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Days before a Queens Supreme Court jury convicted Malcolm Thompson Wednesday of murdering a man in Pomonok Houses in 2010, they watched Assistant District Attorney Peter Lomp place several bullets on a ledge a few feet in front of their faces.
As he laid down each expired slug he named locations — the head, leg and torso — where they entered then-27-year-old Laseam Hogan before he died at about noon Oct. 15 near the corner of 71st Avenue and Kissena Boulevard.
Intent was never questioned throughout the trial, according to both Lomp and Damien Brown, the defense attorney representing Thompson. None of the shots missed.
Instead, the case came down to three reluctant witnesses and who actually pulled the trigger.
Three women said they saw Thompson, then 19 years old, shoot Hogan, but in each case the Queens district attorney’s office had to issue a subpoena to get them to testify.
In closing arguments Monday, Lomp paced around the courtroom as he delivered an impassioned final speech of the proceedings, at some points practically yelling.
He attributed the eyewitnesses’ hesitation to initially tell police they saw the shooter to an unspoken rule of reticence when it comes to crimes committed in the housing project.
“When you see something in Pomonok Houses ... you don’t say something,” he said.
Commonly referred to as no-snitch culture, it explained why two of them gave their names and numbers to a 911 operator, but did not reveal they witnessed the shooting until subsequent interviews, according to Lomp.
But Brown argued otherwise.
In contrast to Lomp, he spoke to the jurors with a calm bedside manner befitting a physician, attempting to convince them that the three women were not telling the truth, either consciously or otherwise.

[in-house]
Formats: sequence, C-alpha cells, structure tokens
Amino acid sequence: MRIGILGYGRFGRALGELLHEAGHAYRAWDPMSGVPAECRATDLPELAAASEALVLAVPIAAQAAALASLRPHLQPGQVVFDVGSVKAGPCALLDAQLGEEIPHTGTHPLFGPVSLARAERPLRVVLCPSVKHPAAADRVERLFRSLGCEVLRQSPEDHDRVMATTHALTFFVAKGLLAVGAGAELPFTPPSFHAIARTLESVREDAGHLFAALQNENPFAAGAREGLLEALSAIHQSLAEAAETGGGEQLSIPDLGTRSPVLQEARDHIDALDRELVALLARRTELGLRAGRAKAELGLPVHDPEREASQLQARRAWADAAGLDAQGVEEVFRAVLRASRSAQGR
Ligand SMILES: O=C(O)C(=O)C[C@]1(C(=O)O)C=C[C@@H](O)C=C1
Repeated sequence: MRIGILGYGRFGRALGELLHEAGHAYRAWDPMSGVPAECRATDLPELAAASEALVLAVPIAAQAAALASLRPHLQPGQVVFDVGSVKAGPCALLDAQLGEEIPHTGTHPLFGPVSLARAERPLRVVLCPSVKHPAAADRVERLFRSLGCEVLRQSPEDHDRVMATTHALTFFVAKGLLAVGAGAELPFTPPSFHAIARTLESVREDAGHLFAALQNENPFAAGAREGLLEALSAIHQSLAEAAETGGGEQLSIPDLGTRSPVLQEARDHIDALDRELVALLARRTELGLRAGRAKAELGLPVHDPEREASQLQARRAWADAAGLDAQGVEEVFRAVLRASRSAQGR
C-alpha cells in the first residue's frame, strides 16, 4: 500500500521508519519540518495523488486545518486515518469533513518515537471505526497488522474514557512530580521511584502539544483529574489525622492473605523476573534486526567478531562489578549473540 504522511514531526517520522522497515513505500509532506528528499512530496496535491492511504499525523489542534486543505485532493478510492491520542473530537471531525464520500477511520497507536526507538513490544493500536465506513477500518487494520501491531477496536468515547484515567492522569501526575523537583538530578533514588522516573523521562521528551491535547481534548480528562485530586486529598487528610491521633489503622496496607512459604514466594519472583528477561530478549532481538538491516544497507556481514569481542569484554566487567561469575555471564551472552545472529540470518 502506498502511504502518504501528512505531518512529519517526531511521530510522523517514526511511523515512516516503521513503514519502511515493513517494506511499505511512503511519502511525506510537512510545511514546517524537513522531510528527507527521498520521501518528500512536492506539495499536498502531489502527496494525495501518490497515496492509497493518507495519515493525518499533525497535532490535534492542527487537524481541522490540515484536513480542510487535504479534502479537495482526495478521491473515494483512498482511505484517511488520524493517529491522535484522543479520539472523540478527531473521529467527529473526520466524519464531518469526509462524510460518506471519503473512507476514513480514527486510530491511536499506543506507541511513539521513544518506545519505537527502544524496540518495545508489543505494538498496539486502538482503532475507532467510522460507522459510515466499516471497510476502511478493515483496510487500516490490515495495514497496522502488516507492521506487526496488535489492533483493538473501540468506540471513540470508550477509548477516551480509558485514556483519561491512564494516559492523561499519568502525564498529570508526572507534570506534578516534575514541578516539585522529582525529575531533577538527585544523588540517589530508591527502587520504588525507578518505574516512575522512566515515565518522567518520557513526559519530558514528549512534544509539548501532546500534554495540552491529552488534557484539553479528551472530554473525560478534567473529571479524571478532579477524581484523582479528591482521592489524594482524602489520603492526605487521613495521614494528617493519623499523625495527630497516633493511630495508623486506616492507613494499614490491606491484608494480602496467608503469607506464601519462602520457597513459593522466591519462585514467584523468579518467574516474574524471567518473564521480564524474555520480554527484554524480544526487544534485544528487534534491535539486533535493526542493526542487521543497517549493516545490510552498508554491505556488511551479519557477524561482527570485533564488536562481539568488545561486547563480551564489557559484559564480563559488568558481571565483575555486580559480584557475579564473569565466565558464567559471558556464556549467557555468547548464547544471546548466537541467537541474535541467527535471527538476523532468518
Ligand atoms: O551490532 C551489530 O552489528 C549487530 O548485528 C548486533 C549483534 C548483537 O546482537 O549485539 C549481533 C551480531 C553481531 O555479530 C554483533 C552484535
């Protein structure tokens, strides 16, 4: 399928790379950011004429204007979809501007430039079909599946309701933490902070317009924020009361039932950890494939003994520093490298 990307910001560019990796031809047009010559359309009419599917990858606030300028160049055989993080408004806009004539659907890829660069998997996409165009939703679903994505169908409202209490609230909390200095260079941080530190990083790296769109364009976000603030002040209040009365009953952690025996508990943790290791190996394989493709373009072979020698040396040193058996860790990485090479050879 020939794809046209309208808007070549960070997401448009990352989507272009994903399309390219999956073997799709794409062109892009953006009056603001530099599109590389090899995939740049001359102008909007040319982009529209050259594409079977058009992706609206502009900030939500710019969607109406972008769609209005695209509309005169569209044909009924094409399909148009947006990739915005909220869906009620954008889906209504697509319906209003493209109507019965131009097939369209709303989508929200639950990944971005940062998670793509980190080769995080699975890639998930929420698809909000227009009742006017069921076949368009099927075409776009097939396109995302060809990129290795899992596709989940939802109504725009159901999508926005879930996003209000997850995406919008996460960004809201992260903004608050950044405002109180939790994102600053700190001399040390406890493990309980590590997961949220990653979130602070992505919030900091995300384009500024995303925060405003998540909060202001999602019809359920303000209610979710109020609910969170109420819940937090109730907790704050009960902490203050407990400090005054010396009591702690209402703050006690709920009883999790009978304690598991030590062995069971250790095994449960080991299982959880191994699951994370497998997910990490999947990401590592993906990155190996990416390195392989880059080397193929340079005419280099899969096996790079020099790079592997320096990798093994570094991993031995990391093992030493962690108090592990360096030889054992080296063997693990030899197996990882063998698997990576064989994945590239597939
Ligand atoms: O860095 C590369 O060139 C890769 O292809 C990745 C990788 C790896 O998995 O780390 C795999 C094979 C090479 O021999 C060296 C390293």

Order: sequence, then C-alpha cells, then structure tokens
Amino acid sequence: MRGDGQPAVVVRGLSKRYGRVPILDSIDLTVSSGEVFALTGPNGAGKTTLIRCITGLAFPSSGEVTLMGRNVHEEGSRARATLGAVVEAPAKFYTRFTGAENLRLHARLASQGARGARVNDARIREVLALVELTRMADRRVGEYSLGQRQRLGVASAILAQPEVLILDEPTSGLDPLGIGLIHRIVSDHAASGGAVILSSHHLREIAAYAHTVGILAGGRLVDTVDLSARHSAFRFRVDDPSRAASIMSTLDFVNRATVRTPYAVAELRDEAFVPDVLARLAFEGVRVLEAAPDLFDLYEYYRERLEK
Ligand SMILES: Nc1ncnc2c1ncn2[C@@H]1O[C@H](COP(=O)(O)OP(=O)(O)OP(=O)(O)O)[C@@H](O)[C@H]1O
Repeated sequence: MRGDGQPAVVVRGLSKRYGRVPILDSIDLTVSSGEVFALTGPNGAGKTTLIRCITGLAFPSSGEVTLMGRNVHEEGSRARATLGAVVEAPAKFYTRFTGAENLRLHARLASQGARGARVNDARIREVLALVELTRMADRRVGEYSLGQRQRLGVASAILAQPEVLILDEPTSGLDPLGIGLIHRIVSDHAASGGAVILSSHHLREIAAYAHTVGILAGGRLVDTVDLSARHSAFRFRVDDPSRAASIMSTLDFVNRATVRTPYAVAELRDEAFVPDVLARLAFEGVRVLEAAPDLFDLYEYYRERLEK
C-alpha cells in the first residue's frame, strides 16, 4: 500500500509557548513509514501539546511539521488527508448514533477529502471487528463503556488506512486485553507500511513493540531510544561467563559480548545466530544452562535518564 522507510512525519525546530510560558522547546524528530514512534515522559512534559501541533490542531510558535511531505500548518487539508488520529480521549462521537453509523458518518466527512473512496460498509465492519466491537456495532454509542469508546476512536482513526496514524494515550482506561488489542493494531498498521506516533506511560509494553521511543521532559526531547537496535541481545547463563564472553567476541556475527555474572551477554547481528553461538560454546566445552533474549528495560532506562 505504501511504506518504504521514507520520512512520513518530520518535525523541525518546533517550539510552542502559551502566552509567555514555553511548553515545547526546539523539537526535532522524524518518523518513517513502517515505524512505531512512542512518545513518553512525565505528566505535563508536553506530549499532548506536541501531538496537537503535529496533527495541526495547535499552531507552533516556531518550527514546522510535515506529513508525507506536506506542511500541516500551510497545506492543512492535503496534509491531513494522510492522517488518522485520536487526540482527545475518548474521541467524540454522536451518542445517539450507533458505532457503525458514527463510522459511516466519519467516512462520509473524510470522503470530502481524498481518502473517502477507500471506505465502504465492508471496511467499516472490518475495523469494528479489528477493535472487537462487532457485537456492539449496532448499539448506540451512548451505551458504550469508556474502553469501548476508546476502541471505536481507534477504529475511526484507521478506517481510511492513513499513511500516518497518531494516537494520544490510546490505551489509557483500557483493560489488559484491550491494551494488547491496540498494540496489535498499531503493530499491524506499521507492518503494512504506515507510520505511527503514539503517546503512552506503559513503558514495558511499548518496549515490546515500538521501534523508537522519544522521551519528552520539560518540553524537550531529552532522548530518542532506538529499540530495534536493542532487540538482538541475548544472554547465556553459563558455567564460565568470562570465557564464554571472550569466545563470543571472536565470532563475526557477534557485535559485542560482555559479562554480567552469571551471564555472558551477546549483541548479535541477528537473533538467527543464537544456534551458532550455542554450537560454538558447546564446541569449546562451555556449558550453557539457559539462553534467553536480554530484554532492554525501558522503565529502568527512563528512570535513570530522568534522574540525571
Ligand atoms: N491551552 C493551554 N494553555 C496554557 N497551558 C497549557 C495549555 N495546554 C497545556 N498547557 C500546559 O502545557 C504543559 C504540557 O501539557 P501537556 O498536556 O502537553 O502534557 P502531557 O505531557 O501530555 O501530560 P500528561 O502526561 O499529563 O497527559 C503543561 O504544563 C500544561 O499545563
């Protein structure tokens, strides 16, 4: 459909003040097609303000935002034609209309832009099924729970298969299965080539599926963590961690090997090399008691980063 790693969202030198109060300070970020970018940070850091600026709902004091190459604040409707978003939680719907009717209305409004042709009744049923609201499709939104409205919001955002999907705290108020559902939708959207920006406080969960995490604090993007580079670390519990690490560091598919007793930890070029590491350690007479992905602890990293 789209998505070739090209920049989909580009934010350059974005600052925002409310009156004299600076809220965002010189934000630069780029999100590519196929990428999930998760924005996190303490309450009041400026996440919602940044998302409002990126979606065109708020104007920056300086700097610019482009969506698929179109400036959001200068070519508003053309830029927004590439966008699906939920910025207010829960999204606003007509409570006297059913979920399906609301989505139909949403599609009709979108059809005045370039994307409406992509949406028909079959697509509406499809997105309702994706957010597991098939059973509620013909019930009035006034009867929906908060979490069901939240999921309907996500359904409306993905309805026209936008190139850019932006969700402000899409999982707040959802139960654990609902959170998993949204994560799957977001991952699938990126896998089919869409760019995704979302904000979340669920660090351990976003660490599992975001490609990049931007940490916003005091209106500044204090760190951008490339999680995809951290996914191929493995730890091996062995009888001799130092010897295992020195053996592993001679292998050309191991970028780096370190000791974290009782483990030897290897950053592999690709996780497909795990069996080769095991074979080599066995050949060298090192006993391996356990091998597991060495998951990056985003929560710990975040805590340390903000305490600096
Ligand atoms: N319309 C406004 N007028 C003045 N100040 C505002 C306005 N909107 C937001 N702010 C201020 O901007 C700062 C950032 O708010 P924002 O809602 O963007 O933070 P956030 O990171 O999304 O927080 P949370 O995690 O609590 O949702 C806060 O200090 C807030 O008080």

“I’m not saying Jeanette Rily came in to lie on purpose,” he began one string of arguments about the witnesses’ lack of credibility.
Instead, Brown argued that another man, who was also at the scene of the crime but has not been charged with any crime by the NYPD, was the real shooter.
“Was it Malcolm Thompson or was it someone else?” he asked.
The jury decided it was Thompson after deliberating for nearly two days. He was convicted of murder and criminal possession of a weapon. Thompson faces between 25 years and life in prison when he is sentenced by Queens Supreme Court Justice Gregory Lasak July 24.
The trial was heavily attended by friends and family of Hogan, who squeezed themselves into benches behind the prosecution table.
Hogan’s father, the Rev. Richard Hogan, said more than 3,000 people came to his son’s funeral in 2010, many of whom used the event as a turning point in their lives.
Hogan has tried to help the community through his nonprofit promoting nonviolence and said that while he mourns the loss of his son, he derives no pleasure in seeing another young man lose his life to a jail sentence.
“I’m reflecting on two lives destroyed through anger. The young man who murdered my son was a friend,” he said after the verdict was announced. “Our family did not rejoice. We weren’t clapping. It was a sign — we are trying to tell people in our community that we have to stop looking the other way.”
Reach reporter Joe Anuta by e-mail at firstname.lastname@example.org or by phone at 718-260-4566.
©2013 Community Newspaper Group
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